… vary aware of the ramifications of wet strawbales, and will ensure I have plenty of tarps/covers at hand just in case. (perhaps I shoud consider the possibility of hiring a marquee …lol)
and yes, the soil report is something I will be very keen to see
Just between you and me (and considering the current design), I am going to make the house plan as simple as possible. What I might do to the house after all the building inspections are over is anyones guess … 😉March 5, 2009 at 9:24 am #397657jodieandgeirMember
(and that normal strawbale walls aren’t supposed to be over 2.5 m in height)
Well, I don’t know about that. We have straw bale walls on our souther and most exposed wall which are about 3.5 meters or so. But these are not load bearing so that may very well make the difference.
As far as I remember from a book I looked at a long time ago a winery somewhere near Sydney was bulit with jumbo bales as a load bearing design. But you might then have to get a 4wd forklift inn to handle them for you.
Ps. glad to hear you are not planning to store your bales for two years ! It would have given ME nightmares just thinking about it.March 5, 2009 at 11:10 am #397658Kookaburra DreamingMember
Good on you, Andre, for daring to do something different. I like the look of your plans. I do have reservations about the distance from kitchen to pantry, though. Good luck with it, looking forward to seeing the pictures once you get started.
PMarch 5, 2009 at 11:16 am #397659HummerKeymaster
I reckon your house plans are great Andre :tup:
Don’t forget to invite all your cyber mates along to your house warming, so we can check it out when its a finished product :tongue:March 6, 2009 at 7:07 am #397660
J&G .. once I do my strawbale workshop, I’ll be better informed, but from the literature (I generally only take note of the load-bearing style) the walls aren’t supposed to go over 7 courses of bales (standard) which makes it 2.8 m before compression.
KD … I will review the pantry, but as mentioned, it is predominantly located in the mud-room as it can be where the bulk of the fresh produce can be stored. I will more than likely put in a ‘largish’ larder in the kitchen – perhaps that awkward corner in the laundry which joins onto the kitchen’s north-west wall.
Humbug .. your on!
Let it be known that in December 2011 you are all cordially invited to a house warming at Clunes!:metal: There may even be a tipi or two for the lucky ones. :tup:
You might have to BYOE(bring your own everything) – depending on how the crops go …
Revised house plans will be thrown up here for further discussion.
A couple of other items I have yet to detail is the greenhouse/conservatory on the north wall and the shade-house on the southern side.
Thanks for the comments people. :tup:
I want you all to be totally critical though. I need to do this so that if/when I encounter resistance from the council, I will be prepared. (assuming your input hasn’t already made me reconsider certain aspects). :clap:March 6, 2009 at 7:30 am #397661AnonymousInactive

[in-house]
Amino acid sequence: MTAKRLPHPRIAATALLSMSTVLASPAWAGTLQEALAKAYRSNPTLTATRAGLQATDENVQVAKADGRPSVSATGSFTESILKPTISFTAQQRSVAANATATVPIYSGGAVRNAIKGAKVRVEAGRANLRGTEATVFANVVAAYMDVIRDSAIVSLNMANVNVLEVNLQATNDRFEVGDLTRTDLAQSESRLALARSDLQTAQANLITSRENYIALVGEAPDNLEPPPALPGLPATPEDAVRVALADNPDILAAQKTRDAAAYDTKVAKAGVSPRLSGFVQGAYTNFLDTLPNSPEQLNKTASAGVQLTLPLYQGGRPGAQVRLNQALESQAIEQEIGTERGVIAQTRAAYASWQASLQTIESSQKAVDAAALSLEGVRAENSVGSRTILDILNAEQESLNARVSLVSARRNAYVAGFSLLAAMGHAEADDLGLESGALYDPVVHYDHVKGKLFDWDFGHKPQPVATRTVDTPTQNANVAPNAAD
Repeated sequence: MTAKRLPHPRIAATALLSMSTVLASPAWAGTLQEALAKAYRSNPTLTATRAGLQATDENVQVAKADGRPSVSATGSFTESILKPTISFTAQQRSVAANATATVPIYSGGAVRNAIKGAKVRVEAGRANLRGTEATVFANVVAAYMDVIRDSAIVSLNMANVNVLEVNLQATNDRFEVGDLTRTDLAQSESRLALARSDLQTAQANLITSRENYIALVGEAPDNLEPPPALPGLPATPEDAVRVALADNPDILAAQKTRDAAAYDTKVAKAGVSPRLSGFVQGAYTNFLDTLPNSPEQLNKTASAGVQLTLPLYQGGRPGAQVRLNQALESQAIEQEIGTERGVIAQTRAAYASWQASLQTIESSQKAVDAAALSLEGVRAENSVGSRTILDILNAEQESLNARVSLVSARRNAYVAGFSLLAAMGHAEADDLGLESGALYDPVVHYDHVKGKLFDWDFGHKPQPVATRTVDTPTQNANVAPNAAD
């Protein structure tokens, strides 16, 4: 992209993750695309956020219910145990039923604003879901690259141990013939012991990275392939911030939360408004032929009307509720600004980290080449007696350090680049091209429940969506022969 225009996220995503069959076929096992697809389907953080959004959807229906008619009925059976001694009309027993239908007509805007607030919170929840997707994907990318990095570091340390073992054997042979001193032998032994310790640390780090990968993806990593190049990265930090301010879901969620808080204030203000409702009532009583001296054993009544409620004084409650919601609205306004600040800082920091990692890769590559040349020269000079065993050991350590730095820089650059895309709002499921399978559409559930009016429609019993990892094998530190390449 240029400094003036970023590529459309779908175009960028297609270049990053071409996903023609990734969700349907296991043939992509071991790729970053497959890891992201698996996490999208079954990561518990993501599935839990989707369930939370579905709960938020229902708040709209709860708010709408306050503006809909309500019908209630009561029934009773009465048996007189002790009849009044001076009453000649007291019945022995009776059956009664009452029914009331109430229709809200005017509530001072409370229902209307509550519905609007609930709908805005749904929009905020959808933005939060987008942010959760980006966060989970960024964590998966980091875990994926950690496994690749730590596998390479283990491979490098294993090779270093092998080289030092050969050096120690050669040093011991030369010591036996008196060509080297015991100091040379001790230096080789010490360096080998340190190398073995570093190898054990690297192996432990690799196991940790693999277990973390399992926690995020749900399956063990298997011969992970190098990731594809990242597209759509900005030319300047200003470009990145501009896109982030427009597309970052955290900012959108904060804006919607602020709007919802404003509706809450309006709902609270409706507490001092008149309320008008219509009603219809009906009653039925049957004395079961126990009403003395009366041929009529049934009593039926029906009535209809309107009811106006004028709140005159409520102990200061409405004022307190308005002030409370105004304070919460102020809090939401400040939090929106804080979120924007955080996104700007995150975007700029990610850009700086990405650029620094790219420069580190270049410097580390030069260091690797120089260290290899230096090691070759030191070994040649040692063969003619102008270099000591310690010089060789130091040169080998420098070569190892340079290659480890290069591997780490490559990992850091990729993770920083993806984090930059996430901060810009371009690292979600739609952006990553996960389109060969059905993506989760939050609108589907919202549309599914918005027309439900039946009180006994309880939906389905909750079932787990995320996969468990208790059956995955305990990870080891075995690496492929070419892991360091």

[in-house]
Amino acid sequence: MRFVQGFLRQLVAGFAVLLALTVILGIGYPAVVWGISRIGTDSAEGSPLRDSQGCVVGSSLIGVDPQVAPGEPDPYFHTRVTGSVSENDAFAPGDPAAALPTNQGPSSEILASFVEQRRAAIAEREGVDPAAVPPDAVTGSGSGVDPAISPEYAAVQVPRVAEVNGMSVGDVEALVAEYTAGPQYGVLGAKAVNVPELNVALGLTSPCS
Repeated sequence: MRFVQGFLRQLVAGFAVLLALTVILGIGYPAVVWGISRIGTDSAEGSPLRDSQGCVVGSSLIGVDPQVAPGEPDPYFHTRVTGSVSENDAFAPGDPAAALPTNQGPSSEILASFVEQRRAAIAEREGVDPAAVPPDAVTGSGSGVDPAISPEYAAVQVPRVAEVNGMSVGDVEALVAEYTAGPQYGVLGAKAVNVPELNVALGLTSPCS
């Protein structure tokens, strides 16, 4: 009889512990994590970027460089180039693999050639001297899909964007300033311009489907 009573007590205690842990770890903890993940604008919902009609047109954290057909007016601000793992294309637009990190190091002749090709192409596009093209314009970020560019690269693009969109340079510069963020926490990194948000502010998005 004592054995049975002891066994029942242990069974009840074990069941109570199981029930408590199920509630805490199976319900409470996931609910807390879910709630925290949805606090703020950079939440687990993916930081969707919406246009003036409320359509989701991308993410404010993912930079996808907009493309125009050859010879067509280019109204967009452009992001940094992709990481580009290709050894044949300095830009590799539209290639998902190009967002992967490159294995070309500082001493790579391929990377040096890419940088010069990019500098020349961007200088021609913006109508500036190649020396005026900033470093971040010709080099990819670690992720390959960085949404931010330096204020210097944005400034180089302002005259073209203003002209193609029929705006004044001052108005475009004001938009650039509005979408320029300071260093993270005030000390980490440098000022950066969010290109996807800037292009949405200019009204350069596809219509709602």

Have you considered a design of your place yet ?>>?>?
I’m going to be looking for a little land very soon, to use for my cert 4 in Permaculture…..March 7, 2009 at 6:48 am #397662ahningMember
It’s hard to be “totally critical” of such a design that’s both so practical and so gorgeous Andre. Why don’t you do a crappy one instead 😉
I do have a couple of questions. One is about the dimensions. I know you said these drawings aren’t to scale, but what are the numbers along the side and bottom? If they’re metres, it’s a mighty big house. Do you have ideas for how to use all the downstairs space, especially that narrowish section of the living room. If they’re not… how big are the WCs and are you sure there’s space to clean their floors easily, especially the downstairs one. I think it all depends on where you put things?
Also on the subject of dimensions, how big is the dining room (and spare bedroom) and how wide is the passageway? About 2 metres at the narrowest, which is about the dining room door? Have you thought much about how to use that area? Seems like a lot of space if it’s purely passageway. I went back for another look at the plans as I was writing that, and I’m thinking now that the space might be easier to use if the teardrop is a little fatter and a little shorter than in the sketch??? If you see what I mean.
The other question is the mud room. I’m phosphorescent green with envy about this and about the gigantic pantry / store room. My dream houses always have a tub and running water in the mud room though, and a bench for trimming and sorting things before they go to the kitchen or the store room. Have you thought about that? Is there a way to get it without vastly extending the pipes?
I have to say I’m just the teeniest bit skeptical about the laundry pulley system. Might be a failure of my imagination, but I have visions of 6’5″ of Andre draped in 6 metres of damp sheets and towels while a storm rages outside the window. Systems like this seem to work fine in Europe though… can we come and play with the finished version?
Did you say what the roof will be?
Hope this is helpful, even if it’s not criticism. I absolutely love the curving design and the layout.
AhningMarch 7, 2009 at 9:50 am #397663kiwimamaMember
Hi Andre, I’ve only just seen this – still catching up. Wow! What a stunning design. I certainly don’t think it’s “way out” – it’s just outside the square. :tup:
I think the pantry is really well located if its purpose is for storing bulk items, preserves, produce stored for winter etc. So long as you have some food storage in the kitchen for everyday stuff, the distance is not too great.
The mudroom is fantastic, but I’d agree a tub would be a huge plus here, even if it only has cold water.
I also really like the wide passageways. Circulation through a house is really important to how liveable it is. In the old days houses had really wide hallways so two servants could pass while carrying trays, or ladies in hoop skirts could move about without knocking over the console table, etc. These days hallways and transition areas are very skimpy and I think that’s a mistake. You end up impeded trying to pass in the hallway and so on. Stress-free living requires easy movement between spaces.
One thing I did think might be an issue is the dimensions of the lounge, thinking in 3D. I’m not sure what kind of roofline you have in mind but it looks like that space could end up a lot taller than it is deep, which can feel uncomfortable when you’re sitting in it. I also thought that curved wall is just begging for a built-in seat piled with cushions overlooking the garden. 😀
Oooh! I can’t wait to see it! Good on you. :clap: